At last year’s HackPSU, the 24-hour hack-a-thon held on Penn State’s campus twice a year, Isaiah Harrison came without any knowledge of coding. Instead, from dusk until dawn, he played chess on a giant board.
“I was chess champion,” he said, laughing. “I was beating everybody. It was at a point where I was playing two people at one time.”
But on Saturday, Harrison, a senior energy engineering major at the university, didn’t return to defend his title: He came to code. Assembling his team of four in the sunlit lobby of the Business Building, he started dreaming up an app for scheduling school-group meetups, a solution to one of the more than 10 challenges levied at the collaborative coding marathon.
His team wasn’t alone. More than 550 students attended the event, which is in its fifth year.
“I may not sleep,” Harrison, 27, said, echoing a common thought among the crowd. “All I need is four hours — five hours of sleep is a little too much for me.”
A fleet of air mattress was set to be inflated later that evening. But in the afternoon, games of giant Jenga toppled around the sitting participants, whose hands were either buried in their work or the sandwiches served for lunch. Video games, cornhole and chess on steroids accompanied the day’s entertainment.
On the second floor, Alex Devic ensconced himself in his familiar spot. On his third HackPSU, the 21-year-old junior and his four-person team were punching away at a virtual simulator problem. Imposed by Unity, a video game development platform, the challenge carried a prize worth $1,500.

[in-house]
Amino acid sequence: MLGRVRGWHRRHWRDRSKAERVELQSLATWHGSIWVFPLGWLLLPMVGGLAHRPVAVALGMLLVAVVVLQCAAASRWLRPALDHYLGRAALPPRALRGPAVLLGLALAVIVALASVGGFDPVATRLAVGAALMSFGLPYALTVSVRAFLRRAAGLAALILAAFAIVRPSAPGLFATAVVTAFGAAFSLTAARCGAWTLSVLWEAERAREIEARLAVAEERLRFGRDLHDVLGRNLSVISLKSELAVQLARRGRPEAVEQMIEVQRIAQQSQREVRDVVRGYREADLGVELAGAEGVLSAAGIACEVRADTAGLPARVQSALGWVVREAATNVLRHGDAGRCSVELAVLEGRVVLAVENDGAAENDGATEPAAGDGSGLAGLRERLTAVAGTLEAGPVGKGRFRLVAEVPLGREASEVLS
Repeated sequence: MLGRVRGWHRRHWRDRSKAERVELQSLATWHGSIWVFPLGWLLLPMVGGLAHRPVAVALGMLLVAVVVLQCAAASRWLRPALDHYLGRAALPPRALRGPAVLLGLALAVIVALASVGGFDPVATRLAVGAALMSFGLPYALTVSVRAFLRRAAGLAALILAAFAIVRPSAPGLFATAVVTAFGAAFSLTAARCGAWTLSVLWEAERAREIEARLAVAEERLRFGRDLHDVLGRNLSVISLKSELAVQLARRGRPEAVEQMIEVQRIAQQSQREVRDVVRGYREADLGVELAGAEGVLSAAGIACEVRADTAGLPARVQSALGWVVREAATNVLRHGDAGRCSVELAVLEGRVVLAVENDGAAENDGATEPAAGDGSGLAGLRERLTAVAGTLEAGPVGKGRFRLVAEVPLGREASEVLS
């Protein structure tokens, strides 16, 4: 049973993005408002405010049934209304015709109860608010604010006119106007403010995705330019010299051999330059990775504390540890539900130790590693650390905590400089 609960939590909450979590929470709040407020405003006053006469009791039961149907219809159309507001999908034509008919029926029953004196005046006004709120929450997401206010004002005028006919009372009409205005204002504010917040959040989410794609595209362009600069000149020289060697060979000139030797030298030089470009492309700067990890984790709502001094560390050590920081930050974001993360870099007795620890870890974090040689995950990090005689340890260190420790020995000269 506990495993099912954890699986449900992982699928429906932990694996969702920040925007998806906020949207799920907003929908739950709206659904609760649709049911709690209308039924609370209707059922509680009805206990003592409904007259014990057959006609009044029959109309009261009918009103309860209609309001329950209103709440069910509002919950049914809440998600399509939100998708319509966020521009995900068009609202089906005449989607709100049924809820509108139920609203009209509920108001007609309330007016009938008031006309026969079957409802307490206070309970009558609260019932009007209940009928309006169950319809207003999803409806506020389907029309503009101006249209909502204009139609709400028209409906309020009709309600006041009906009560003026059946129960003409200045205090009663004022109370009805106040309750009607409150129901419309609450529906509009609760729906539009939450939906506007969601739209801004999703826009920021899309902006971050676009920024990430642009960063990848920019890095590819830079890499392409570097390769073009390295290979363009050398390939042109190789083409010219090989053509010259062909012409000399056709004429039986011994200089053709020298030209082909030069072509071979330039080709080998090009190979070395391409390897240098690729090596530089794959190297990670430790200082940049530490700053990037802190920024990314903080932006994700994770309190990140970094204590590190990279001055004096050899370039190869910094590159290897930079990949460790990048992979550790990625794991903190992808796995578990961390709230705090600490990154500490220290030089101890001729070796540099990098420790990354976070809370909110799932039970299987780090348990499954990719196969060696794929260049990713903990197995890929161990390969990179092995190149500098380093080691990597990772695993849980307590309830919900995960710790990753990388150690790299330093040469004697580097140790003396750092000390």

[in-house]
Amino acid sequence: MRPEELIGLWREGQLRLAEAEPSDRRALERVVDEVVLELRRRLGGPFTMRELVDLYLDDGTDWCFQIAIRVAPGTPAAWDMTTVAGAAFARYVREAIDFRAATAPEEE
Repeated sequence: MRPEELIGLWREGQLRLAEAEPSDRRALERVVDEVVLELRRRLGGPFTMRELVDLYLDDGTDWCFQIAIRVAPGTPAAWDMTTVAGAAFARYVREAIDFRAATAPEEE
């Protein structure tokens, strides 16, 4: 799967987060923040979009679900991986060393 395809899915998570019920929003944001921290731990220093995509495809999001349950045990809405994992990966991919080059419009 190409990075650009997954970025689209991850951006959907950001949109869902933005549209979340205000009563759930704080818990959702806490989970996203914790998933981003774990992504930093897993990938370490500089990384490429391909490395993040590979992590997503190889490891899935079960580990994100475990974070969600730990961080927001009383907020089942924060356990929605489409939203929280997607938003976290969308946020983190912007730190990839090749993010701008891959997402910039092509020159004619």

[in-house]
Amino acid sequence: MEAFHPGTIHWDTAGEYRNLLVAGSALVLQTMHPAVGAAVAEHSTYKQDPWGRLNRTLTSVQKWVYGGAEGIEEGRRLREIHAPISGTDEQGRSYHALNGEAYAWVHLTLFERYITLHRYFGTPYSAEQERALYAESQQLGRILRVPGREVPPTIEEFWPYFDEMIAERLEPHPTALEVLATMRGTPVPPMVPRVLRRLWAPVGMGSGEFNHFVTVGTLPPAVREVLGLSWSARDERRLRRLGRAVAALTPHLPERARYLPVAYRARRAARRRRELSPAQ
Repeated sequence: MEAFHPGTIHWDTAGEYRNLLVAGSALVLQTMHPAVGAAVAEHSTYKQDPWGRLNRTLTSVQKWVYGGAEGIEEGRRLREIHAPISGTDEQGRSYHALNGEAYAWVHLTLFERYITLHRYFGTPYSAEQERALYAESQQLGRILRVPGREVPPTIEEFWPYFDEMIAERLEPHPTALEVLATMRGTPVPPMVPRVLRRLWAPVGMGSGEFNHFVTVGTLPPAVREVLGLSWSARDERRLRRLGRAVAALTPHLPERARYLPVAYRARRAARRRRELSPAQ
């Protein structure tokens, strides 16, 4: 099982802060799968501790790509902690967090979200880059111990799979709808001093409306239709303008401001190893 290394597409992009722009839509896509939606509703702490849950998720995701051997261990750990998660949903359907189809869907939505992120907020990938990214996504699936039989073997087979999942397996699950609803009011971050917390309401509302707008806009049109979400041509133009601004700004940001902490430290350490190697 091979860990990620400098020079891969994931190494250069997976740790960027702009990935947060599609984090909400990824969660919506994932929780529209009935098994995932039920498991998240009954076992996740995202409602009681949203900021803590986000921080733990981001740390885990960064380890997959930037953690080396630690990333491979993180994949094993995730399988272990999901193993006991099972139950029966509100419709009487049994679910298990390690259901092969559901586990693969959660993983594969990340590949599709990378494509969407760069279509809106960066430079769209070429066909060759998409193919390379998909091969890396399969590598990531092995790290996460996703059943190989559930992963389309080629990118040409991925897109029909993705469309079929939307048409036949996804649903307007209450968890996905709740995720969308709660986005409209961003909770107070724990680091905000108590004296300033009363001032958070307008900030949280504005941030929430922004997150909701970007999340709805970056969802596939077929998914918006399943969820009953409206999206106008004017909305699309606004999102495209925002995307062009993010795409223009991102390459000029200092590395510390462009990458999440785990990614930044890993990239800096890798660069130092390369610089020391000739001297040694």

It was enough to entice Devic’s teaching assistant to join their squad: Mahdy Zolghadr, 30, was the veteran of the group.
But with great power comes grading duties.
“I can die later on at the end,” Zolghadr said, laughing while tapping through homework assignments. “Not now.”
Devic, who met teammates Chong Han Lee, 23, and Kyle Shindledecker, 19, this year, said hack-a-thons feel like home, albeit one without a curfew. The quartet was looking forward to attending a session at 8 p.m. on reverse engineering, and then coding into the early morning.
“It’s like being with a bunch of other people like me, just like a programmer in general, willing to stay up 24 hours to do something you care about,” Devic said. “In any coding competition you go to, you always gain something from it.”
Picking up the chess pieces this time were Yalin Huang and Anh Nguyen. Both freshmen, they came to their first HackPSU not for the competition, but for the reasons referred to by Devic.
Workshops on HTML and Java, for instance, were on their to-do list.
“I want to learn those languages myself,” Huang, 19, said.
After a friend brought Harrison to last year’s HackPSU, his first, he decided to refocus his career path and recalibrate the set of skills he needed to succeed. He started to code nearly every day.
“I saw the job potential in how much you make,” he said. “With the engineering degree, I didn’t really know what I wanted to do with it, I felt it was too early to figure out what I want to do with the rest of my life.”
He picked up coding through online courses, either free or costing as little as $25 per month. Between his first and second hack-a-thon, he’s learned how to design interfaces, resulting in a game app set to launch on Apple’s App Store before he graduates in May.
Dubbed Boxes, which mimics a popular drawing game from his youth, the app has already landed on Android platforms. Currently, only two people can play against each other, but Harrison is adding an artificially intelligent opponent so players can play solo.
“A year ago I was pretty confident, but I didn’t know anything,” he said, smiling. “Not even a little bit.”